Eversheds culls equity partners to hike profits

Eversheds is slicing an estimated 10 per cent of equity partners in an attempt to boost profitability.

The figure represents 20 partners, of whom 10 will be taken out of equity and will drop down to fixed-share status, whereby a partner is effectively still self-employed but receives a fixed salary. The remainder will be asked either to retire or leave the firm.

Commenting on the move, managing partner David Ansbro says: “On the makeup of the partnership, it was always on the agenda to review equity, fixed-share and salaried partnership.”

He confirms that the firm will be looking at the removal of 20 partners from sharing profits, which reached £380,000 per partner for the top of equity, according to The Lawyer 100 Survey 2000. Those at the bottom of equity earned £120,000.

Ansbro says that the move to reduce its 201 equity partners is not connected to the firm's review of its national presence, following its migration to full profit-sharing between offices last year (The Lawyer, 14 February). “We're always looking at the structure becoming a single partnership,” he says. “And taking 20 partners out of 200-plus is a very small percentage.”

If 10 partners are taken out of the top of equity, it would free up £3.8m, based on last year's figure which, if divided equally among the remaining partnership, would give a payrise of about £19,000 each.

One source says: “There's been lots of conflict between the younger partners [and the seniority]. The younger partners want the historical corporate structure to be more cohesive rather than being determined regionally.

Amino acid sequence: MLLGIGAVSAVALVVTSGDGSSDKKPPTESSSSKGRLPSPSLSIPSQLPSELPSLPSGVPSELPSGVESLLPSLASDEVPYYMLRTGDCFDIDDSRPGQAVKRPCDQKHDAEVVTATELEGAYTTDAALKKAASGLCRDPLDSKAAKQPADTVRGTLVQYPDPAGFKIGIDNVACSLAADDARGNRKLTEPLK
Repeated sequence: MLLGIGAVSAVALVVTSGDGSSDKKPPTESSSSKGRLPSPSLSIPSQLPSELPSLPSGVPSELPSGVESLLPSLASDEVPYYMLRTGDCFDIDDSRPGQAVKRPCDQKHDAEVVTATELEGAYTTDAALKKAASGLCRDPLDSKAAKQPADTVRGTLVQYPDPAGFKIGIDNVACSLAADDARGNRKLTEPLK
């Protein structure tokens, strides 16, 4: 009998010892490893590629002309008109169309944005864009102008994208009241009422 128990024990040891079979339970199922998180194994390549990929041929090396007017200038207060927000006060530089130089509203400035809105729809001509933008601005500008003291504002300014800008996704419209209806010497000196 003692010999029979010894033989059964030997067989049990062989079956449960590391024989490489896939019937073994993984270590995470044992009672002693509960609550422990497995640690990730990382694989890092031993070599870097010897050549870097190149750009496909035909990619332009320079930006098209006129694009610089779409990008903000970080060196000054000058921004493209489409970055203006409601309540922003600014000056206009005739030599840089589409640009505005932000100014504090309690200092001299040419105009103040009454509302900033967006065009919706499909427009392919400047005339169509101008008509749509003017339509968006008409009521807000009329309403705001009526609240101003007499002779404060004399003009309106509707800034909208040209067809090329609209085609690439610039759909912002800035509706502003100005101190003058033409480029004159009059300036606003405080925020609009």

“David [Ansbro] is well regarded in a management and administrative role and will do this as nicely as it can be done.”

A source says that while there is a view that the partnership has become top-heavy, with room to be made for the younger partners, there has been a change in culture after new partnership deeds were introduced in May last year.

Under these covenants, lawyers can be removed from the partnership without a full partnership vote, while they can be moved up as well as down in equity.

Ansbro says: “If you look at the nature of the business, a lot of the partners are over 50 and are clearly moving into a position where they should be thinking about retiring.”

It is not clear where the cuts will be made, but it is expected that the changes will take place on a national scale.

This is the second time Eversheds has reduced its equity partners – three years ago cuts were made in its Nottingham and Norwich offices.

It was around this time that Eversheds chairman Keith James announced the five-year plan outlining the streamlining of the management structure and a change in profit sharing (The Lawyer, 29 April 1997).

In September 1999 the firm decided to close in Middlesbrough, moving its three partners to the Newcastle office.